Streamflow data on the Elkhorn River at Norfolk

Sources: National Agricultural Statistics Service (USDA), Nebraska Cooperative Council, Nebraska Coordinating Commission for Postsecondary EducationNebraska Department of TransportationNebraska Office of the CIO, Nebraska Power Review Board, U.S. Bureau of Economic AnalysisU.S. Bureau of Labor Statistics, U.S. Census Bureau

2022 Levies and Valuation

County levy rate: $0.3853 per $100 of taxable valuation

County property taxes levied: $17,858,570

Total local government property taxes levied: $80,554,669

Total countywide taxable valuation: $4,634,596,685

Click here for all levy rates in Madison County

County Levy and Taxation Laws

Levy limits

Since 1996, counties and other political subdivisions have been subject to the levy limits listed in Neb. Rev. Stat. § 77-3442 and Neb. Rev. Stat. § 77-3443.

Statutes and regulations

Nebraska Revised Statutes (Chapter 77)

Nebraska Administrative Code (Title 350)

Local tax reductions, exemptions, and credits

Neb. Rev. Stat. § 76-902(5)(a) (Deed "stamp tax" exemption): "The [stamp tax] shall not apply to: ... (5)(a) Deeds between spouses, between ex-spouses for the purpose of conveying any rights to property acquired or held during the marriage, or between parent and child, without actual consideration therefor."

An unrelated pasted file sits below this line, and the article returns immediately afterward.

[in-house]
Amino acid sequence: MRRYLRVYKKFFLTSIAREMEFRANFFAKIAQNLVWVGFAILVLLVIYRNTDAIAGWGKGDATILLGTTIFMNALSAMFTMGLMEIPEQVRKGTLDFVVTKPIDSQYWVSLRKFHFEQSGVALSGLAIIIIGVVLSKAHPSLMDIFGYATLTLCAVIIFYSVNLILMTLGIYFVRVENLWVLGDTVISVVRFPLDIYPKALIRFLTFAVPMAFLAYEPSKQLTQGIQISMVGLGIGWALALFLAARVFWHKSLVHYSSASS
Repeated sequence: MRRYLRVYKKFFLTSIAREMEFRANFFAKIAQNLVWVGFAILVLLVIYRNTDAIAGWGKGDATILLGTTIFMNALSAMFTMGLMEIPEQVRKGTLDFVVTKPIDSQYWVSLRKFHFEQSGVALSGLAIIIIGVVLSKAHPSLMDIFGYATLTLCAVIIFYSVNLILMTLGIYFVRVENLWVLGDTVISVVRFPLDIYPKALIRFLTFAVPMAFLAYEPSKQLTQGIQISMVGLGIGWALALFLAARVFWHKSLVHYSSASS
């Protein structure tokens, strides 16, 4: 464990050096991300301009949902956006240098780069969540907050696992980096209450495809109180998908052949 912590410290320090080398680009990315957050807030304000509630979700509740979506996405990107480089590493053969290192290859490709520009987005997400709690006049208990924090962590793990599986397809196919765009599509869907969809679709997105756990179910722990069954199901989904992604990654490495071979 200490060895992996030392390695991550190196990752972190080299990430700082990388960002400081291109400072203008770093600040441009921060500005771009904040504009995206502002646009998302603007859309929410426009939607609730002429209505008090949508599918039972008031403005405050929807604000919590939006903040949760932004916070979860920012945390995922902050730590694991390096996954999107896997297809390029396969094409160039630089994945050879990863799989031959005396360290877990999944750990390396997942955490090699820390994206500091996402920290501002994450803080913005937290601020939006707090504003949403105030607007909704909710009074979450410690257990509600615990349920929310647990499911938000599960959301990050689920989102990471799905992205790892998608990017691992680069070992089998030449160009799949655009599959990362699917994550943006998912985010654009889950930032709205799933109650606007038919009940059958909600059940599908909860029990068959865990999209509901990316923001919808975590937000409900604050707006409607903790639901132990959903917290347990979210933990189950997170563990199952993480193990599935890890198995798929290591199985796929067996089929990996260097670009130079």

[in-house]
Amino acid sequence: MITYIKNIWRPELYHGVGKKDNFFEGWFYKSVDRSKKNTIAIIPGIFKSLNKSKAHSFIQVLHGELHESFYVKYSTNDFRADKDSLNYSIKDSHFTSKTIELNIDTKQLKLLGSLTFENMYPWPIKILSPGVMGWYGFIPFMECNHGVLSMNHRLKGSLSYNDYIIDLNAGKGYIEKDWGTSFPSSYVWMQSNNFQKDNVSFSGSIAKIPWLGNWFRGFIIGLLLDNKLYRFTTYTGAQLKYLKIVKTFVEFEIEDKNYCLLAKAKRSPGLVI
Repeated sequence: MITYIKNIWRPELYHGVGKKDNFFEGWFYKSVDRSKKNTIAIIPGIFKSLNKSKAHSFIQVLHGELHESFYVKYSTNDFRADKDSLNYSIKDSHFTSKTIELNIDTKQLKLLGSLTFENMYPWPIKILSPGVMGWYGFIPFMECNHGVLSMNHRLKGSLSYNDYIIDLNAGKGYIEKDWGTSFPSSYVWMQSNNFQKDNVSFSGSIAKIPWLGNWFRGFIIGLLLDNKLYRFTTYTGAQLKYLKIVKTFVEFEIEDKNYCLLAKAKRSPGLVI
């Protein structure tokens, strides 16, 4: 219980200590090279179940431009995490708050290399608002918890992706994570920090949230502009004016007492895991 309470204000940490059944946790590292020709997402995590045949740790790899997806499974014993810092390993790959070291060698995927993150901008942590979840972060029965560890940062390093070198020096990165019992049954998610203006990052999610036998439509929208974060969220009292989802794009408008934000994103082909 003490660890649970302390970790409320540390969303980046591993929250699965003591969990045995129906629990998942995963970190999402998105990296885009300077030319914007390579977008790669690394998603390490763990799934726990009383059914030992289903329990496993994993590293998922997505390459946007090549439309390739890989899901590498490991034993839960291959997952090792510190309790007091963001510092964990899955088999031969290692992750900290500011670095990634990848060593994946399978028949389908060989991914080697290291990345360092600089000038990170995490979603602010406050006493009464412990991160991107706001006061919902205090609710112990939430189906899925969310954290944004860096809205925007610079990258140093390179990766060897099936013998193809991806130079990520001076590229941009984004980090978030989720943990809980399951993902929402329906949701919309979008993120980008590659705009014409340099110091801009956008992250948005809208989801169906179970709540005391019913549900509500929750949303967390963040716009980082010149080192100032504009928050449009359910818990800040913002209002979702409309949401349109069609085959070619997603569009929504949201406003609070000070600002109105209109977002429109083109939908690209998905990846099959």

Neb. Rev. Stat. § 77-201(2) (Valuation of agricultural land and horticultural land): "Agricultural land and horticultural land as defined in section 77-1359 shall constitute a separate and distinct class of property for purposes of property taxation, shall be subject to taxation, unless expressly exempt from taxation, and shall be valued at seventy-five percent of its actual value, except that for school district taxes levied to pay the principal and interest on bonds that are approved by a vote of the people on or after January 1, 2022, such land shall be valued at fifty percent of its actual value."